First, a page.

The cold flow properties of biodiesels vary but generally B100 will gel at temperatures well above petroleum No. 2. The cold flow properties of blends are roughly in proportion to blend level. I agree outside tanks should be avoided with high blends. If the fuel specs are available, it’s best to know what is the pour point of the fuel you might use and plan around that.
    Many of the high blend pioneers used conventional equipment not approved by the manufacturer or rated for high blends. Generally this has been OK. However, increasingly products are becoming available that are approved for higher blends. We are in a transition period now and I suggest using manufacturer approved products whenever they are available.
    There has been a lot of discussion about the need to change filters after changing to biodiesel blends. From what I hear the field experience has been mixed. This is not always the case. I certainly agree with dual filtration. Cleaner fuels entering the pumps is always a good thing. After tank fills, with conventional filtration, you will still see high fuel particulate contamination getting to the pump. This happens with all fuels and can be minimized with a 10 micron or finer fuel filter.
    There has also been lots of discussion about the need to retune the burner after changing to high biodiesel blends. Biodiesel does have oxygen and so can lean-out a flame. Test results have shown this to be a pretty small effect. If the burner is set for a CO2 near the low limit on No. 2 oil, changing to a high biodiesel blend without retuning could lead to cold ignition or cad cell/lockout problems. Checking burner tune after changing blend level is always a good idea.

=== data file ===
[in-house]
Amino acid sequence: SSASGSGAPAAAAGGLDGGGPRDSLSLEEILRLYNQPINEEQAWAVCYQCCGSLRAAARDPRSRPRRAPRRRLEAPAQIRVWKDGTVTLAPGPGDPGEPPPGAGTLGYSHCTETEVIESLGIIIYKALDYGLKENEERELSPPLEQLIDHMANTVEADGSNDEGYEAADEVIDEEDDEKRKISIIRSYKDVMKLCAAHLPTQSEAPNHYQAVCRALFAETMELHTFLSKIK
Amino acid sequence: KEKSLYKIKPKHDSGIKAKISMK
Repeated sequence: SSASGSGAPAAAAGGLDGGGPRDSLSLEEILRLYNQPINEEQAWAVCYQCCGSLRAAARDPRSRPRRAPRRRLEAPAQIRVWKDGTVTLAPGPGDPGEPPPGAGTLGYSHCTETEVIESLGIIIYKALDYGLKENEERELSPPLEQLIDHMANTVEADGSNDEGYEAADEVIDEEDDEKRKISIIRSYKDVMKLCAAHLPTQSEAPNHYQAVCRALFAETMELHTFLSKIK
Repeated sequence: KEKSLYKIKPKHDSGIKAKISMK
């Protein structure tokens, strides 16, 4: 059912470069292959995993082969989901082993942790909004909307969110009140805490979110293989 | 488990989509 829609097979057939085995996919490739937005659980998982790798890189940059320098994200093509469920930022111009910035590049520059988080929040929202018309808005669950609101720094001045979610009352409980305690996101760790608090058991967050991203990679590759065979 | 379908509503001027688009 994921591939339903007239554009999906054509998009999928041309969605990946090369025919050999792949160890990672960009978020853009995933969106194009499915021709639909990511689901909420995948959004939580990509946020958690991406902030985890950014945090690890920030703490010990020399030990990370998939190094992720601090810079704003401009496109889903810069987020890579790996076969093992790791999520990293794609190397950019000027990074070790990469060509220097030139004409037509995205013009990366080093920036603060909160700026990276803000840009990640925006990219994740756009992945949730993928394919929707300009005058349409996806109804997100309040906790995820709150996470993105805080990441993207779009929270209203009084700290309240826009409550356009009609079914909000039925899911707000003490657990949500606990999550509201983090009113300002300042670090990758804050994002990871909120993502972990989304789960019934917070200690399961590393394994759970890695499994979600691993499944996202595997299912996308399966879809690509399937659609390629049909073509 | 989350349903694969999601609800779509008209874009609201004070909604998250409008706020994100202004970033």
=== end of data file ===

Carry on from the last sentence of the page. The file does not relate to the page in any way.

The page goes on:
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    RogerErin Holohan HaskellSTEVEusaPA
  • STEVEusaPASTEVEusaPA Member Posts: 4,205

    As some of you may be aware, I work part time for National Oilheat Research Alliance ( NORA).

    I see you on FB, doing a great job getting the facts out there.
    https://www.facebook.com/groups/1635585520080028/
    steve
  • retiredguyretiredguy Member Posts: 227
    I have no experience with bio-fuels or the equipment that burn it however I do have a little experience with waste oil burners. This may be a little off target but it could provide a source of information as you proceed with your exploration. A company called "Clean Burn" makes waste oil equipment that will burn waste oil and most flammable waste products. I worked on a couple of these burners before retiring. A call to them may offer answers to questions you have.
    This reminds me of the S T Johnson rotary cup burner and other of similar design that were designed to burn almost any flammable oil product regardless of the oils properties. (if you could pump the product through a pipe, this burner would most likely burn it).
    Robert O'Brien
  • Robert O'BrienRobert O'Brien Member Posts: 3,209
    > @retiredguy said:
    > I have no experience with bio-fuels or the equipment that burn it however I do have a little experience with waste oil burners. This may be a little off target but it could provide a source of information as you proceed with your exploration. A company called "Clean Burn" makes waste oil equipment that will burn waste oil and most flammable waste products. I worked on a couple of these burners before retiring. A call to them may offer answers to questions you have.
    > This reminds me of the S T Johnson rotary cup burner and other of similar design that were designed to burn almost any flammable oil product regardless of the oils properties. (if you could pump the product through a pipe, this burner would most likely burn it).

    It's probably good to define what's meant by biofuels. In this context, the fuel under discussion is biodiesel meeting ASTM D6751 specs and no other bio based fuels. Typically, biodiesel is blended with conventional heating oil and referred to as BXX, the XX being the percentage of biodiesel. For example, B20 would be 20% biodiesel and 80% heating oil. There are well over 100,000 homes currently using B20 for many years with no issues